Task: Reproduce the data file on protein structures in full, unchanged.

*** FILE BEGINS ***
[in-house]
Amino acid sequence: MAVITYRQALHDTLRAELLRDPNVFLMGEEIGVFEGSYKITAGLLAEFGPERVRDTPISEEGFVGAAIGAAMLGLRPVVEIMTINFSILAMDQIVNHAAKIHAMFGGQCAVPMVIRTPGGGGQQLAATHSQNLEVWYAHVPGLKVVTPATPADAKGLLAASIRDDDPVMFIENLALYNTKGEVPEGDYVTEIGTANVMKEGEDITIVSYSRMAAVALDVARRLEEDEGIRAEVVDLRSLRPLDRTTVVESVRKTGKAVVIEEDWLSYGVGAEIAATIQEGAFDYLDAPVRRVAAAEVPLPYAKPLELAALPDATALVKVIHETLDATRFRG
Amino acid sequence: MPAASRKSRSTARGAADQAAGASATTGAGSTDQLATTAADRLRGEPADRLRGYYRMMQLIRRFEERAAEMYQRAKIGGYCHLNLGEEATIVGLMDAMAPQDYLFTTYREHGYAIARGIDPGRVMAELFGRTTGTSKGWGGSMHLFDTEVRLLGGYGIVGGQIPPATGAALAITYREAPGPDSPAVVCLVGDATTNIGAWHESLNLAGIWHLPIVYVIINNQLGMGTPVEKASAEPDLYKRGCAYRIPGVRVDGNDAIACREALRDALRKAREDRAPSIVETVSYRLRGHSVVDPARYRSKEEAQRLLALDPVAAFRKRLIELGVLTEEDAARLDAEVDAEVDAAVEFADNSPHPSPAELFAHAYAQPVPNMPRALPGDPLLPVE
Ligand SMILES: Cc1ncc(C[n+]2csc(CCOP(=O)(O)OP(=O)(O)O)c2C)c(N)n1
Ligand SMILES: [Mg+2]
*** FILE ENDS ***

[in-house]
Amino acid sequence: MAVITYRQALHDTLRAELLRDPNVFLMGEEIGVFEGSYKITAGLLAEFGPERVRDTPISEEGFVGAAIGAAMLGLRPVVEIMTINFSILAMDQIVNHAAKIHAMFGGQCAVPMVIRTPGGGGQQLAATHSQNLEVWYAHVPGLKVVTPATPADAKGLLAASIRDDDPVMFIENLALYNTKGEVPEGDYVTEIGTANVMKEGEDITIVSYSRMAAVALDVARRLEEDEGIRAEVVDLRSLRPLDRTTVVESVRKTGKAVVIEEDWLSYGVGAEIAATIQEGAFDYLDAPVRRVAAAEVPLPYAKPLELAALPDATALVKVIHETLDATRFRG
Amino acid sequence: MPAASRKSRSTARGAADQAAGASATTGAGSTDQLATTAADRLRGEPADRLRGYYRMMQLIRRFEERAAEMYQRAKIGGYCHLNLGEEATIVGLMDAMAPQDYLFTTYREHGYAIARGIDPGRVMAELFGRTTGTSKGWGGSMHLFDTEVRLLGGYGIVGGQIPPATGAALAITYREAPGPDSPAVVCLVGDATTNIGAWHESLNLAGIWHLPIVYVIINNQLGMGTPVEKASAEPDLYKRGCAYRIPGVRVDGNDAIACREALRDALRKAREDRAPSIVETVSYRLRGHSVVDPARYRSKEEAQRLLALDPVAAFRKRLIELGVLTEEDAARLDAEVDAEVDAAVEFADNSPHPSPAELFAHAYAQPVPNMPRALPGDPLLPVE
Ligand SMILES: Cc1ncc(C[n+]2csc(CCOP(=O)(O)OP(=O)(O)O)c2C)c(N)n1
Ligand SMILES: [Mg+2]